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Dace Trence Part 2, A1C and Diabetes

In part 2 of this Exclusive Interview, Dace Trence talks with Diabetes in Control during the AACE 2018 convention in Boston about A1c and diabetes: the current usefulness of the A1C test & why looking at ranges may matter more than averages.

Dace Trence MD, FACE is the Director of the Endocrine and Diabetes Care Center at the University of Washington in Seattle.


Transcript of this video segment, Dace Trence Part 2, A1C and Diabetes:

Freed: Now, let’s talk about A1C. I always thought that was the gold standard. When I would sit down with a patient, first thing I did before I did anything, I did an A1C test. I knew exactly — and I used the home test, so I knew exactly where I was, how much work was going to be involved. They would say, “Steve, what do you charge for your services?” I’d say, “Well, depends on your A1C. If your A1C is eight and above, it’s $475 an hour. If your A1C is below five, my services are free.” So, let’s work to get your A1C down, so my services are free. And just from that number, they weren’t lying; I can tell if they were lying, that they’re eating all the right foods and everything. So, the A1C had its day and its time. But what I discovered was that with the CGM that it’s not all about A1C, because that’s a 90-day average. We need to have the information on a daily or hourly basis. And because of the variability, now we have studies that show the variability of your blood sugar is just as important as the final number. So, what are you thoughts when it comes to the A1C test? Is there another test that you like better than the A1C?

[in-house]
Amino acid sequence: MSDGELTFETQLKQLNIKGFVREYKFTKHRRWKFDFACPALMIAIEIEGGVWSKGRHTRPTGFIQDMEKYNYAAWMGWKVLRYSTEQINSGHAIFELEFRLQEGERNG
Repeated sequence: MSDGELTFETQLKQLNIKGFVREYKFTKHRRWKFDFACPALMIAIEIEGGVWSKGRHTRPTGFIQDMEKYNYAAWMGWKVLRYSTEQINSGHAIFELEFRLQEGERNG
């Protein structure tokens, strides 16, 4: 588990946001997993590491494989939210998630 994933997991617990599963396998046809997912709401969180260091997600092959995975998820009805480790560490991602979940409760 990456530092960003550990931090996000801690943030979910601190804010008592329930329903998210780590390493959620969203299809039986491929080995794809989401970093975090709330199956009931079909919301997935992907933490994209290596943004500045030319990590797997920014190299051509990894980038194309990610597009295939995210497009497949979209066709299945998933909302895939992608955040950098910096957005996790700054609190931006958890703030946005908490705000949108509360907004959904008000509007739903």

Trence: Well, certainly A1Cs are the gold standard. We all know that. It’s in the literature. We’re all familiar with it. There’s been a lot of average energy, really trying to make that a recognizable number that everyone should know about and everyone should be able to interpret. So, clearly I like your charges, although I’m not sure I’d agree with them but I do like the charges. But again, as you mentioned, it’s on average. And it’s an average that you could get —  let’s say, I’m gonna make up a number. Let’s say you have an A1C of 10, so that’s an average of 1 and 20, 1 and 20, 1 and 20. That’s also an average of 8 and 12, 8 and 12, and an average of 9 and 11, 9 and 11. Now, what does that tell you about the control if you’re trying to say — again, if you say the variability versus the tightness of the range? So, if you think about it, isn’t the range more important? And I think this is where, again, with the continuous glucose sensors, we’re moving into interpretation of time and range that has a lot more meaning. It tells you how much time am I spending and where I really want to be. And you can argue that the range may be X, Y or Z, but by definition it’s still within a tighter amount of lower and higher blood sugar. And even more importantly, it tells you how much time am I spending where I don’t want to spend time, which is the super lows or lows, or the super highs. And an average won’t tell you that.

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